FolhaSerif font

The name Corpid derives from corporate identity – which is what this family of low-contrast sans-serifs was made for. Corpid (then known as Agrofont) was originally commissioned by Studio Dumbar in the Netherlands as a corporate typeface for the Dutch Ministry of Agri­culture, Nature Management and Fishing. Having been invited to conduct a major overhaul of the Ministry’s identity and adopt init to the new, PC-based communications structure, Studio Dumbar advised to replace the existing typeface, Frutiger, with a newly produced font family. This would not be costlier than purchasing licenses to the existing font for all of the Ministry’s comports; it would give the Ministry a unique and strong identity.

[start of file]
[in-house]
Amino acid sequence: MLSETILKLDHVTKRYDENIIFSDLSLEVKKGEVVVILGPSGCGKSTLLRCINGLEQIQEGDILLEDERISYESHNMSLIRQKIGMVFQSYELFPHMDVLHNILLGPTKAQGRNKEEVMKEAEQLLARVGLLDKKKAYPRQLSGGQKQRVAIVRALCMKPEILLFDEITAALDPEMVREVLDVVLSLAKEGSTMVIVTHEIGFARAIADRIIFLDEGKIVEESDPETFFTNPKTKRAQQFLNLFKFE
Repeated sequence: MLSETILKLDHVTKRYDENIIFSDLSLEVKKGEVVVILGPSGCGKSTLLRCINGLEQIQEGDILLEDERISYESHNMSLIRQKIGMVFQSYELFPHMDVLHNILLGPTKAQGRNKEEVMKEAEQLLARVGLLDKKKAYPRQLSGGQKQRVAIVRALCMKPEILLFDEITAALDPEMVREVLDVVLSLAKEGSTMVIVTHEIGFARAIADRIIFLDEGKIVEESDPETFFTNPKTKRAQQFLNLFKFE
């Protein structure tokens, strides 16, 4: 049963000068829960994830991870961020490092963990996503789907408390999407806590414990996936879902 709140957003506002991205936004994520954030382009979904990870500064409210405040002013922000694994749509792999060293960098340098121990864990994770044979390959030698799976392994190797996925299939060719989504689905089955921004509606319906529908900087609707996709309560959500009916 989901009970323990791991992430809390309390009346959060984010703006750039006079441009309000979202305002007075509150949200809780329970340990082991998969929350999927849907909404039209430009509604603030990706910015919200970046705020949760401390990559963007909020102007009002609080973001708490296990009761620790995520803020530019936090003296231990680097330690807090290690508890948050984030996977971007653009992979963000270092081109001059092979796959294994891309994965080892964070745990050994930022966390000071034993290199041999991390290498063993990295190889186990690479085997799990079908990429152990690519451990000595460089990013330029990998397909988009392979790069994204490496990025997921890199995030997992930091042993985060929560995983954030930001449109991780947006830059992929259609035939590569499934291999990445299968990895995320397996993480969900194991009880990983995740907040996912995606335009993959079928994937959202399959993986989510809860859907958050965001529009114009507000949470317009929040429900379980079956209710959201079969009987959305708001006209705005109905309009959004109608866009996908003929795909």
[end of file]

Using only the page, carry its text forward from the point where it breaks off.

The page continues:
Part of the briefing was to make the regular weight similar to the old typeface in text colour and size, so that the vast amount of existing documents could be transferred to the new font without creating confusion.

The overall look, however, turned out distinctly different. This was in part a result of what Luc(as) calls creating tension between the inner and outer curves of each character. ‘I tend to put a little more diagonal contrast into fonts than is the case in most neutral sans serif fonts. This brings a certain humanistic touch to the typeface. Much more subtle here than in Thesis – but although it is almost invisible, it is still palpable.’

Corpid was gradually expanded into a five-weight, three-width family. The Semicondensed especially is very legible even at small point sizes and works well as a space-saving text face. With its wealth of numeral styles and international character sets – including Greek and Cyrillic – the Corpid family is now well equipped to tackle the most complex of typographic tasks.

FolhaSerif font